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Switching From Race Pattern Gear Change To "street" Gear Change

Discussion in 'Technical and Troubleshooting Torque' started by zx9er, Oct 30, 2012.

  1. G'day,

    I recently bought an r1 track bike from an ex racer. He had the bike set up in the formation of:

    • 1
    • neutral
    • 2
    • 3
    • 4
    • 5
    • 6
    I am used to the normal road riding set up of:

    • 6
    • 5
    • 4
    • 3
    • 2
    • neutral
    • 1
    I have heard to change it I needed to change the bracket where the push rod attaches to the gear box and basically turn it up side down, or 180 degrees. I tried this and now there is no room for the bracket to "pivot" without touching the swingarm.
    Any advice? Oh yeah I'm using an aftermarket adjustable footpegs setup, if that helps...

  2. Man it's been way too long since I had my bike, but does that mean you're pushing down to change up? That actually sounds pretty convenient...
  3. yeah Gurbachen - race pattern is opposite to road: from neutral you go up into first then down to second, third fourth etc.

    It arguably makes it easier to change gears when the bike is leant over because you push down to go up a gear and it's easier to push down than get your foot under the lever to pull it up, meaning you don't lose time by having to short shift. It's especially useful when coming out of a slow tight corner on the gas while leant over when you physically can't get your foot off the peg and under the gearshift because of your lean angle.

    I run road pattern on mine and I need to short shift out of turn 5 at Mallala because I can't change through the sweepy turn 6 as I'm leant over too much. My mate with the same model bike uses race pattern and he can change up while leant over in turn 6.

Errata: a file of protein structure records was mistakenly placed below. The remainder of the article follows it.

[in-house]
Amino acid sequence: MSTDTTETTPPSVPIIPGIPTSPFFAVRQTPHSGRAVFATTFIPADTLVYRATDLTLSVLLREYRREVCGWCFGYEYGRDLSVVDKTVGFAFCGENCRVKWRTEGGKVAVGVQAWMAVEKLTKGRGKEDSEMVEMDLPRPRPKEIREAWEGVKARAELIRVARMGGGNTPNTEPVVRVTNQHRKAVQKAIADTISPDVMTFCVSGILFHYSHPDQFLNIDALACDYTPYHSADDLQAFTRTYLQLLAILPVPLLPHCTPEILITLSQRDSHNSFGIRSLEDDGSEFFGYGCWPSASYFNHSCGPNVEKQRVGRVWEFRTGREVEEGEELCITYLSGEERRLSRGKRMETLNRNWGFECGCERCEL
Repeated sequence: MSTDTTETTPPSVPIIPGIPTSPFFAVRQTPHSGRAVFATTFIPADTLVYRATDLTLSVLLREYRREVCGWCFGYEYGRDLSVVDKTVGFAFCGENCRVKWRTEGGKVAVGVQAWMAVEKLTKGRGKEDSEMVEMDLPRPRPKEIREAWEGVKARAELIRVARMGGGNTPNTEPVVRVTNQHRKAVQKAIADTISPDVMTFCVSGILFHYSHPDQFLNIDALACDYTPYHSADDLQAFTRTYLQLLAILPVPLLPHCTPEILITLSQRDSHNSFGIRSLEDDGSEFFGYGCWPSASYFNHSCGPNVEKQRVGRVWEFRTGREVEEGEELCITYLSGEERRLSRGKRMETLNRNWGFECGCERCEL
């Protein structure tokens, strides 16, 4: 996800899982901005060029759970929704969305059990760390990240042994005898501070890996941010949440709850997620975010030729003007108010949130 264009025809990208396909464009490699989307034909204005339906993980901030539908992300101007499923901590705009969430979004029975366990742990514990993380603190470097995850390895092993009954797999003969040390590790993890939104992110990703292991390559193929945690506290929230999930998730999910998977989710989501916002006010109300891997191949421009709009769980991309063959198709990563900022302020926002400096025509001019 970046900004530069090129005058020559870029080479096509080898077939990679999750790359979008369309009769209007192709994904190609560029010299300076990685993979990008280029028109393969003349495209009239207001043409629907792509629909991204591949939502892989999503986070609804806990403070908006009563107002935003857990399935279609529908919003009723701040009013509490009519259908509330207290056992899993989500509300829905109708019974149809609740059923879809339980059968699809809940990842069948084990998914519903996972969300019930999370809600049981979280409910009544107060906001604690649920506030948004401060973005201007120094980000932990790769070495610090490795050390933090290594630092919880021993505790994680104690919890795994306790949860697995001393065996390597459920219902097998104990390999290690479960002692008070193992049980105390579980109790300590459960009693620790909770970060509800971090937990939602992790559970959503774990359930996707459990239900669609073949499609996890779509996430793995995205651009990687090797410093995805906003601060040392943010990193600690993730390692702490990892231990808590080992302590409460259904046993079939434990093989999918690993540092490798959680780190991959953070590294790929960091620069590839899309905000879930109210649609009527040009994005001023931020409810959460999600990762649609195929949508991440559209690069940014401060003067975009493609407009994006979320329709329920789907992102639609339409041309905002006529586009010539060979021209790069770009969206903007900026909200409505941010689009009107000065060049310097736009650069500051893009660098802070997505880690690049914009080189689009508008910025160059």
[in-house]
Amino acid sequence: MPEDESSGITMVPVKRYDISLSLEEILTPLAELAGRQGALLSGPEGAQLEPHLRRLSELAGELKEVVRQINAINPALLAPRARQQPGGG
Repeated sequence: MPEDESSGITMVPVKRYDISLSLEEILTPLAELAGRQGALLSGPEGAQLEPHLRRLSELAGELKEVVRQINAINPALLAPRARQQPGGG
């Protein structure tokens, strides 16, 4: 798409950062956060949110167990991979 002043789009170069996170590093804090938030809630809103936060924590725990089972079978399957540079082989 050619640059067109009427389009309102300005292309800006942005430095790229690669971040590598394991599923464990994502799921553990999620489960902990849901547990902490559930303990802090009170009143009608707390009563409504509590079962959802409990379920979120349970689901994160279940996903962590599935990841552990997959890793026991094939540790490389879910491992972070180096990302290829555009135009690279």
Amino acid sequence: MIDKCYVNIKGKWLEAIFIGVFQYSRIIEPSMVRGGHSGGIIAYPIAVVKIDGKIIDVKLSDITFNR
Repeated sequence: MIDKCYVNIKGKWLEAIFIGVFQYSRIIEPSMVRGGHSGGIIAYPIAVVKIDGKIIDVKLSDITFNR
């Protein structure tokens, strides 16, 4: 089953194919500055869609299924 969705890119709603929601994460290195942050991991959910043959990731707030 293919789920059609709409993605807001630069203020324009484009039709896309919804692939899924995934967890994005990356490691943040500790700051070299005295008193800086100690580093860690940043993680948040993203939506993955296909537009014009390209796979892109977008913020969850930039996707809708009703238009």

as for how to change it from one to the other, without pics it's kinda hard to see what you mean in terms of what is fouling on the swingarm.

    have you tried disconnecting the pushrod from the gearbox connector first and then removing the connector and flipping through 180 degrees?

    It sounds like you've got the right idea with it though. It should only take about 5 mins to do, a little longer if you need to make adjustments to the pedal after you're done. make sure you tighten it up properly when you're done too (bitter voice of experience talking!!)
    • Like Like x 1
  4. I assume by flipping the connection piece at the spline (not sure what it's called) 180 degrees, the rod now sits too high and hits the frame? If so, you have to either get a new connecting rod or bend the old one (which might make it shorter), or put stock rear sets back on. Sounds like you have aftermarket rear sets that sit higher causing the rod to only fit in one way.